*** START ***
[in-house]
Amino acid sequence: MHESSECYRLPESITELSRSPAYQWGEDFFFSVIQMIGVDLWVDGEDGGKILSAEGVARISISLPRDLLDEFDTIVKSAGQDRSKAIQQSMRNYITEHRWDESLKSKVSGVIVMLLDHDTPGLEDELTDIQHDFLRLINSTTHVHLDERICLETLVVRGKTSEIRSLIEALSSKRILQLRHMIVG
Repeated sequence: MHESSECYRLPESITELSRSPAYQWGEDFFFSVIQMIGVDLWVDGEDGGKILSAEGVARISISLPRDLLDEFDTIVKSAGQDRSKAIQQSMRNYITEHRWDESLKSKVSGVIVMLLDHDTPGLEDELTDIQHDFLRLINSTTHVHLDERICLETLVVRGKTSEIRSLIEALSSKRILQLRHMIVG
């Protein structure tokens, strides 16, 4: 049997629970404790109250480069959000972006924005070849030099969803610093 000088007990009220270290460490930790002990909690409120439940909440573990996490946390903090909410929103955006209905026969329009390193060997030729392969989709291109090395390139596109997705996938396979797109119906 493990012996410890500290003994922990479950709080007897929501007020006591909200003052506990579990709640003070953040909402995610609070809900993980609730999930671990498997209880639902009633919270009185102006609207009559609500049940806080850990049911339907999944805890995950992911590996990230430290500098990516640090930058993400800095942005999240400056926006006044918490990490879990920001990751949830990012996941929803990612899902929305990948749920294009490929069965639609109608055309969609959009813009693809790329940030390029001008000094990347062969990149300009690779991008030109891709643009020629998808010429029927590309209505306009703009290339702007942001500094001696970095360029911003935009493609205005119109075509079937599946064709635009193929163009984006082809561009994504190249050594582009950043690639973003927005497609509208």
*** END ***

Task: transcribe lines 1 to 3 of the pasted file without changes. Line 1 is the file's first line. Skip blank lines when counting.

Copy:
[in-house]
Amino acid sequence: MHESSECYRLPESITELSRSPAYQWGEDFFFSVIQMIGVDLWVDGEDGGKILSAEGVARISISLPRDLLDEFDTIVKSAGQDRSKAIQQSMRNYITEHRWDESLKSKVSGVIVMLLDHDTPGLEDELTDIQHDFLRLINSTTHVHLDERICLETLVVRGKTSEIRSLIEALSSKRILQLRHMIVG
Repeated sequence: MHESSECYRLPESITELSRSPAYQWGEDFFFSVIQMIGVDLWVDGEDGGKILSAEGVARISISLPRDLLDEFDTIVKSAGQDRSKAIQQSMRNYITEHRWDESLKSKVSGVIVMLLDHDTPGLEDELTDIQHDFLRLINSTTHVHLDERICLETLVVRGKTSEIRSLIEALSSKRILQLRHMIVG